“You missed training someone?”

“No,” he said, and cupped my face in his large hands. “If all I wanted was to train someone there are dozens I could choose from at the club. I missed you.”

I sighed and said, “I don’t know what to do here, Eric. It’s not just because you lied to me, but… what kind of a future can we really have together? It’s not like we could ever get married, and I’m guessing that you’re not capable of having children, assuming you’d even want them at your age. I could maybe go back to letting you train me only at the club, but I would only end up wanting more and it seems like it would be a dead end.”

“It’s true that I couldn’t give you a child the natural way, but even if I could we’re a long way from that discussion. If you wanted to go back to training only at the club I could do that for you. I enjoy having you in my life, no matter the capacity. Whether or not you choose to come back to me is your decision, but I hope that you do.”

“Now’s not really the time for me to think about that. Right now I need to focus on Gran,” I told him. “I hope that I’m just overreacting but my gut keeps telling me that something is wrong. It’s not like her to just disappear like this.”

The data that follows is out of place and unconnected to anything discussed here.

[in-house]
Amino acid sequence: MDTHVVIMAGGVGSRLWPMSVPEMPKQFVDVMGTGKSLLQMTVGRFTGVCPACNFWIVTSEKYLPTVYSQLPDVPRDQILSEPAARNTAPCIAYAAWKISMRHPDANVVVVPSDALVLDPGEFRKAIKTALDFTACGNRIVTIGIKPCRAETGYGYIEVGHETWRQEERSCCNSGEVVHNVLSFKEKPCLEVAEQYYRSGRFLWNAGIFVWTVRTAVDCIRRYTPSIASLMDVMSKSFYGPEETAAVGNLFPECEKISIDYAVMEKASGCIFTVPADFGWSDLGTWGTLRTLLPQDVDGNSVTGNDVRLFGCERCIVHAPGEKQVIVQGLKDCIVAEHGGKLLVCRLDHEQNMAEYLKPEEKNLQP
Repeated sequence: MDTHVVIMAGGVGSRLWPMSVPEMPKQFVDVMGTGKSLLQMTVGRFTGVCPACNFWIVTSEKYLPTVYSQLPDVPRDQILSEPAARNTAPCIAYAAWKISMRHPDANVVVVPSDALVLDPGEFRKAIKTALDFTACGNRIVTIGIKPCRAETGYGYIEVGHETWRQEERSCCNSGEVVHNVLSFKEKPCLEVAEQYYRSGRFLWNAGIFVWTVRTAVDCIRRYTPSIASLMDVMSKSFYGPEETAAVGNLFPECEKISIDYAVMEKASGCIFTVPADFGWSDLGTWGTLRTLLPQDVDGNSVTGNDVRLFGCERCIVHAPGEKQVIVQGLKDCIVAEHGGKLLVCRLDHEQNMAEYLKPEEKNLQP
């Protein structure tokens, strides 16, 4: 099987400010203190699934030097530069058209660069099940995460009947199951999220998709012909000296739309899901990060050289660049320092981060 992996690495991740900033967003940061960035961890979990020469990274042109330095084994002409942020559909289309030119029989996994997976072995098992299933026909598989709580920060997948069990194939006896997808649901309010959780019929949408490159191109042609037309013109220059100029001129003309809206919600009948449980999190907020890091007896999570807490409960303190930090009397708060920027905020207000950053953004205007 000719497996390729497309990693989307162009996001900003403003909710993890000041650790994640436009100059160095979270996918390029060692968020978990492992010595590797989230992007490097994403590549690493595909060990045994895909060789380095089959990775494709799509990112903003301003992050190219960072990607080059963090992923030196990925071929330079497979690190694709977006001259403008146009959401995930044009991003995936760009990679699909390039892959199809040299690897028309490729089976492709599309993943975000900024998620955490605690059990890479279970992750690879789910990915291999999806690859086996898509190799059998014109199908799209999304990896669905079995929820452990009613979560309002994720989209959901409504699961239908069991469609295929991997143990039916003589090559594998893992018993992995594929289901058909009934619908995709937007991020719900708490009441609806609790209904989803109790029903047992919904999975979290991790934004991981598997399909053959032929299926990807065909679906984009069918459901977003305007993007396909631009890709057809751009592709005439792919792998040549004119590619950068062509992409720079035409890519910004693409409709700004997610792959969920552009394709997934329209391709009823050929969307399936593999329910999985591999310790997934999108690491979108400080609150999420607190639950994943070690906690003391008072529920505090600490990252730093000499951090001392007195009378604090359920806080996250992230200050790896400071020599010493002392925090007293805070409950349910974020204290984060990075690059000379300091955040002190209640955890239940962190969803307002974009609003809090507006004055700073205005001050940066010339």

“Then let’s go look for her. I’m yours until sunrise,” he promised, and got up off the couch. “Show me her room.”

I got up and led him to Gran’s bedroom. Even from outside the closed door I could smell the hyacinths I’d put in there for her. Judging by the way Eric was looking down at me he could smell them too.

I opened the door for him and Eric stepped inside. He looked around the room and inhaled deeply. I wondered how he was able to filter the smells, and then he went closer to her bed.

“May I?” he asked, gesturing to her pillow.

“If it’ll help.”

Eric picked up the pillow and inhaled again. When he got what he needed he set the pillow down and said, “I think I’ve got it. Do you know where she was last?”

“In the church basement, most likely,” I said. “But that was almost a full day ago.”

“Scents linger for much longer than a day,” he informed me. “If I am able to catch her scent I should be able to track her. If I can’t, I know vampires that can.”

“Thank you, Eric, for doing this for me. You have no idea how much it means to me,” I told him,

He didn’t hesitate to reach out and press his palm to my chest over my heart before he said, “Yes, Sookie, I do.”